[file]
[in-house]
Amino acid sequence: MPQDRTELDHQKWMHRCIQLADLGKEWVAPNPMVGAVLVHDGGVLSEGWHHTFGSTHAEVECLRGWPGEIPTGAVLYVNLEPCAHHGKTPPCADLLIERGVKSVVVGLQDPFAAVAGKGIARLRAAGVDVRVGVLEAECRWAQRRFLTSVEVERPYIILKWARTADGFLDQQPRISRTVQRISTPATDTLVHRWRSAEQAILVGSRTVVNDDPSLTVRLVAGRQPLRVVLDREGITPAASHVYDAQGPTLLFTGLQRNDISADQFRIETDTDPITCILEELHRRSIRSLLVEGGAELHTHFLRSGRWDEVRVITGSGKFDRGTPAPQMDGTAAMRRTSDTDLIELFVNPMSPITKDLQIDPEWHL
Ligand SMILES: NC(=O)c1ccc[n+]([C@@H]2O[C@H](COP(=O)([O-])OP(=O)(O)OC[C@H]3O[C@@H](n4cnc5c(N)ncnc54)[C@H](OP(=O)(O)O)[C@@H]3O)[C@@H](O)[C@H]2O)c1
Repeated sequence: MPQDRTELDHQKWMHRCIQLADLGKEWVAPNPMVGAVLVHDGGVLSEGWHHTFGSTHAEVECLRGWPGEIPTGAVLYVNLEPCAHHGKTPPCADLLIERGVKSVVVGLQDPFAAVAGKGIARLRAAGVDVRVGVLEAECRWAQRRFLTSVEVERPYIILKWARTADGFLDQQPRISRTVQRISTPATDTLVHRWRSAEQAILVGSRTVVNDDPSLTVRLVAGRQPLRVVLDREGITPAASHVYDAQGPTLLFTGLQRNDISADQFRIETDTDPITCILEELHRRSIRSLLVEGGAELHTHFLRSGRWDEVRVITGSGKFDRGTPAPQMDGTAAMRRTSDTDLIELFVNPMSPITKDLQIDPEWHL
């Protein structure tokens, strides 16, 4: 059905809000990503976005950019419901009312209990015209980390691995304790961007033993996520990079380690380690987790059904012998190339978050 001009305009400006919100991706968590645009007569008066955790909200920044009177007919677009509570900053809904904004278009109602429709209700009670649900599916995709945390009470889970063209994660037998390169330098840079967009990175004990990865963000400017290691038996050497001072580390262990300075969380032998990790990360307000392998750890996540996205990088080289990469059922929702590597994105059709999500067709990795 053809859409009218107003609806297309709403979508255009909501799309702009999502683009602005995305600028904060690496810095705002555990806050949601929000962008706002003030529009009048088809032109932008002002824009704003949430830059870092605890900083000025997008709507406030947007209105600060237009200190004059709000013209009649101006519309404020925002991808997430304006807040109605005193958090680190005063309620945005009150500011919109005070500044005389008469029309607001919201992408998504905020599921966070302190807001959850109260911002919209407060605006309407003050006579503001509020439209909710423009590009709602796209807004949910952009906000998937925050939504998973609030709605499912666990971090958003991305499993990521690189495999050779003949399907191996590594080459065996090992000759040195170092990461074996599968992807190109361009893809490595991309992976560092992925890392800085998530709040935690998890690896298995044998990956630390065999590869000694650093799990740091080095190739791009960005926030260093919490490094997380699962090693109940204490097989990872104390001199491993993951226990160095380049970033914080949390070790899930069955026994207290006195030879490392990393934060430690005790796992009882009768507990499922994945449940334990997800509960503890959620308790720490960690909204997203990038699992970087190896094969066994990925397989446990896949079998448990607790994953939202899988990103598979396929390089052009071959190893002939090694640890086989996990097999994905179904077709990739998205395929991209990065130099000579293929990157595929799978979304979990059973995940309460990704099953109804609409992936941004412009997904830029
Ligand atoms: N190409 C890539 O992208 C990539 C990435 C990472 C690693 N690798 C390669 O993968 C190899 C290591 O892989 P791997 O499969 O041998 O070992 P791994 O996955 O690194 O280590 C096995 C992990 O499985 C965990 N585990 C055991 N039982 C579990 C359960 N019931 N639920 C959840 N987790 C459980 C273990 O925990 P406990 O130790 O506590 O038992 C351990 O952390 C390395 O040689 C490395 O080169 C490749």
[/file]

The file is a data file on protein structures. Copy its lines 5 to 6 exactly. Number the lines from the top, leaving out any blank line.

């Protein structure tokens, strides 16, 4: 059905809000990503976005950019419901009312209990015209980390691995304790961007033993996520990079380690380690987790059904012998190339978050 001009305009400006919100991706968590645009007569008066955790909200920044009177007919677009509570900053809904904004278009109602429709209700009670649900599916995709945390009470889970063209994660037998390169330098840079967009990175004990990865963000400017290691038996050497001072580390262990300075969380032998990790990360307000392998750890996540996205990088080289990469059922929702590597994105059709999500067709990795 053809859409009218107003609806297309709403979508255009909501799309702009999502683009602005995305600028904060690496810095705002555990806050949601929000962008706002003030529009009048088809032109932008002002824009704003949430830059870092605890900083000025997008709507406030947007209105600060237009200190004059709000013209009649101006519309404020925002991808997430304006807040109605005193958090680190005063309620945005009150500011919109005070500044005389008469029309607001919201992408998504905020599921966070302190807001959850109260911002919209407060605006309407003050006579503001509020439209909710423009590009709602796209807004949910952009906000998937925050939504998973609030709605499912666990971090958003991305499993990521690189495999050779003949399907191996590594080459065996090992000759040195170092990461074996599968992807190109361009893809490595991309992976560092992925890392800085998530709040935690998890690896298995044998990956630390065999590869000694650093799990740091080095190739791009960005926030260093919490490094997380699962090693109940204490097989990872104390001199491993993951226990160095380049970033914080949390070790899930069955026994207290006195030879490392990393934060430690005790796992009882009768507990499922994945449940334990997800509960503890959620308790720490960690909204997203990038699992970087190896094969066994990925397989446990896949079998448990607790994953939202899988990103598979396929390089052009071959190893002939090694640890086989996990097999994905179904077709990739998205395929991209990065130099000579293929990157595929799978979304979990059973995940309460990704099953109804609409992936941004412009997904830029
Ligand atoms: N190409 C890539 O992208 C990539 C990435 C990472 C690693 N690798 C390669 O993968 C190899 C290591 O892989 P791997 O499969 O041998 O070992 P791994 O996955 O690194 O280590 C096995 C992990 O499985 C965990 N585990 C055991 N039982 C579990 C359960 N019931 N639920 C959840 N987790 C459980 C273990 O925990 P406990 O130790 O506590 O038992 C351990 O952390 C390395 O040689 C490395 O080169 C490749």